The Test of English as a Foreign Language, the TOEFL, is for non-native English speakers who want to go to university in an English speaking country.  The TOEFL specifically tests academic English skills.  It’s particularly popular for people who want to study in the US, but universities in most countries accept the exam.

 

Both the TOEFL and IELTS are widely accepted at undergraduate and graduate schools around the world.  In general, TOEFL’s structure and language is more academically focused, while the IELTS has a more real-world communication feel.  The TOEFL is more commonly accepted by American institutions, while the IELTS is more commonly accepted overseas, but many schools accept scores from either exam.  However, a specific school may prefer one test over the other, so international students should make sure they research the preference of the schools they want to apply to.

SAT and ACT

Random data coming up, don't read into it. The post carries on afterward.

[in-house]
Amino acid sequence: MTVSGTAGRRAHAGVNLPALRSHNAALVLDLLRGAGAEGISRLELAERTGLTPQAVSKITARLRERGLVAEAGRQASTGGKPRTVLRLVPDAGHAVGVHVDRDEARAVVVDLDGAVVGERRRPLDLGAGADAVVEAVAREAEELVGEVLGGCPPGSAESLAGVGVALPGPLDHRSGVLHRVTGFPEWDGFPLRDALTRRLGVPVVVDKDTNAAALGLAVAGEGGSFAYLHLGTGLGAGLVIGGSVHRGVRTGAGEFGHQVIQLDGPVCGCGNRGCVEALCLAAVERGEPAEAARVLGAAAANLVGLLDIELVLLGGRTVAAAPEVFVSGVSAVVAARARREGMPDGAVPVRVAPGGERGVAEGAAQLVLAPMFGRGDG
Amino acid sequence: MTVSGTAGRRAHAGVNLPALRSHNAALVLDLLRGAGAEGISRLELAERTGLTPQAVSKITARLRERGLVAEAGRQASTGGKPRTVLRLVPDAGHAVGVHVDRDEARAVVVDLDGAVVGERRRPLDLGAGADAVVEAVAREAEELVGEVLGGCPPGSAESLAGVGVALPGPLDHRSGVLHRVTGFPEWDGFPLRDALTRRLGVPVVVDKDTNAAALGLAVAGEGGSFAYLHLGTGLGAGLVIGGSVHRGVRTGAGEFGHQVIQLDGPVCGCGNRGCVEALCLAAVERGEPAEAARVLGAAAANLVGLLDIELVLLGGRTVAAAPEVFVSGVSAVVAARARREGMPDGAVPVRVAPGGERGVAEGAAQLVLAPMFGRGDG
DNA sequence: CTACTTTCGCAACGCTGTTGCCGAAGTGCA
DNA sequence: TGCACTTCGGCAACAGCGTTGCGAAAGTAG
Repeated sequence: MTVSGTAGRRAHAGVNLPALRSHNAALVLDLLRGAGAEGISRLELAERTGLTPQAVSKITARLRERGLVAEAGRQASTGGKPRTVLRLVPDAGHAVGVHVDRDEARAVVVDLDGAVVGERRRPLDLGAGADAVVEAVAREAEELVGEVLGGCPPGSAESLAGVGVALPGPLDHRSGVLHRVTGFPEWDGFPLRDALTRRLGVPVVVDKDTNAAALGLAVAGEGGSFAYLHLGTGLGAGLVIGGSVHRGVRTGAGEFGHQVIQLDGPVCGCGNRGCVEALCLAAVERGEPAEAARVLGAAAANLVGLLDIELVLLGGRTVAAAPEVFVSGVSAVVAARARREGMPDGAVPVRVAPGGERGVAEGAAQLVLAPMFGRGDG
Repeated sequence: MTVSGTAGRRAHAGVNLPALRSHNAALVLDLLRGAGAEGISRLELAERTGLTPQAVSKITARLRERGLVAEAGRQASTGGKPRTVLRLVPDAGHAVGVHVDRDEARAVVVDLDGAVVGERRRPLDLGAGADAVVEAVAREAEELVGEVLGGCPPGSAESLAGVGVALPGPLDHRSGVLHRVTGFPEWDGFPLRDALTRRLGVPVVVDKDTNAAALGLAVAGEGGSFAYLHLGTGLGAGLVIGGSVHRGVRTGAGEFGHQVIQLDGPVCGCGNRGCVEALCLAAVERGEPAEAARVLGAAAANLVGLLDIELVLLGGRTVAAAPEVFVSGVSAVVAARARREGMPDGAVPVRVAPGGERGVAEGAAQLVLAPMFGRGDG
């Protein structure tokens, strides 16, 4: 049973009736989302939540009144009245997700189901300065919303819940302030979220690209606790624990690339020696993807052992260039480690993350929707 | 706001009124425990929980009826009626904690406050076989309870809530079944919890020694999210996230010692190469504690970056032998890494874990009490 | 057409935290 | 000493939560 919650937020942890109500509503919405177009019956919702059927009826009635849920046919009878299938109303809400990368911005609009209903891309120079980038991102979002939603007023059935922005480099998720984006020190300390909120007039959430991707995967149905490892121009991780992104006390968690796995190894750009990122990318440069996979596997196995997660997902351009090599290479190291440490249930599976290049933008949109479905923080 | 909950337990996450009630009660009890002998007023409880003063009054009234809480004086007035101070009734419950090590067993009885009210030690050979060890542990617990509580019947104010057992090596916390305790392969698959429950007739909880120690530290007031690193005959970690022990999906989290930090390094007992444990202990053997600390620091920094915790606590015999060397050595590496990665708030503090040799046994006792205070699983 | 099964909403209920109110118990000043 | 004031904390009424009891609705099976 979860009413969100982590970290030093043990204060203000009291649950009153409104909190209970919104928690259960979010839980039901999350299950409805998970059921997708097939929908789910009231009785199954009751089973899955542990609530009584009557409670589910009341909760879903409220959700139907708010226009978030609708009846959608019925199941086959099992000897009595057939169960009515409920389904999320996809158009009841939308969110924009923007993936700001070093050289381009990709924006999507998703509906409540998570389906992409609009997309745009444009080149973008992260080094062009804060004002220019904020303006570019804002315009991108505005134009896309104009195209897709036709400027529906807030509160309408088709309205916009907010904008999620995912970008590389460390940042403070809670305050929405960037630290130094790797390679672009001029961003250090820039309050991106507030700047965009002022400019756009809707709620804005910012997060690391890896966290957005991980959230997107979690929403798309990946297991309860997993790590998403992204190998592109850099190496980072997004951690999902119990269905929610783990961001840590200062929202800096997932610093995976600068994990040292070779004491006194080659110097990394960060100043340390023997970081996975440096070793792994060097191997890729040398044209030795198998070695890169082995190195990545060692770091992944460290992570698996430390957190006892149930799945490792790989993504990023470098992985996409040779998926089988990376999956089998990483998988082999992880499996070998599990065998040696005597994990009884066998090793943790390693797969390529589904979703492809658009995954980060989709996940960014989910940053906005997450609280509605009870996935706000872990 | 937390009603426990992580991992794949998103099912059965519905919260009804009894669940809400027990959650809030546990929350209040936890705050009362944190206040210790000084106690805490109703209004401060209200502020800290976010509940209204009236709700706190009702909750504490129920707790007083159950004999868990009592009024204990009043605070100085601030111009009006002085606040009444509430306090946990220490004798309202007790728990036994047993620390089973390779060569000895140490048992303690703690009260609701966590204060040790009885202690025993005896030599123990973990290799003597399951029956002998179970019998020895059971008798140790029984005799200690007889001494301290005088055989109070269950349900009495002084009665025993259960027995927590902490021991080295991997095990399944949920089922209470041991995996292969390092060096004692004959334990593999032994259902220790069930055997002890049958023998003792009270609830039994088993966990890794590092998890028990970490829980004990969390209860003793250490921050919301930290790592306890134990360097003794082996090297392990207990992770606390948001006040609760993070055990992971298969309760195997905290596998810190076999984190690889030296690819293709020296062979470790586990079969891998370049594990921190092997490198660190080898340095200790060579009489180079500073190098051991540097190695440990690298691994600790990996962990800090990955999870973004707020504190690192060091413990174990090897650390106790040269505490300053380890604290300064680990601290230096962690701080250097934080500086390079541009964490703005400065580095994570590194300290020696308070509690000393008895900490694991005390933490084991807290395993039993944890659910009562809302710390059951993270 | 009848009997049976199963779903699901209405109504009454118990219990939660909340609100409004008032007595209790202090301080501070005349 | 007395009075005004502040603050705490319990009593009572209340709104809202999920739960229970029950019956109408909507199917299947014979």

If your child’s applying to a college abroad, she’s likely going to need to take the SAT or the ACT.  The SAT and the ACT are standardized tests that colleges and universities in the U.S. use to decide admittance, along with GPA, extracurriculars, letters of recommendation, and essays.

SAT

The SAT, which stands for Scholastic Aptitude Test, is the older of the two.  It was first introduced in 1926.  The SAT is intended to forecast a student’s ability to perform in her freshman year at college.  The test consists of two portions, one measuring students’ mathematical skills and the other their verbal skills. 

ACT

The ACT, which stands for American College Testing, was introduced in 1959.  The ACT is a standardized test to determine a high school graduate’s preparation for college-level work.  It covers four areas: English, mathematics, reading, and science reasoning.  The ACT is a test based on courses you have studied; it is not an IQ test.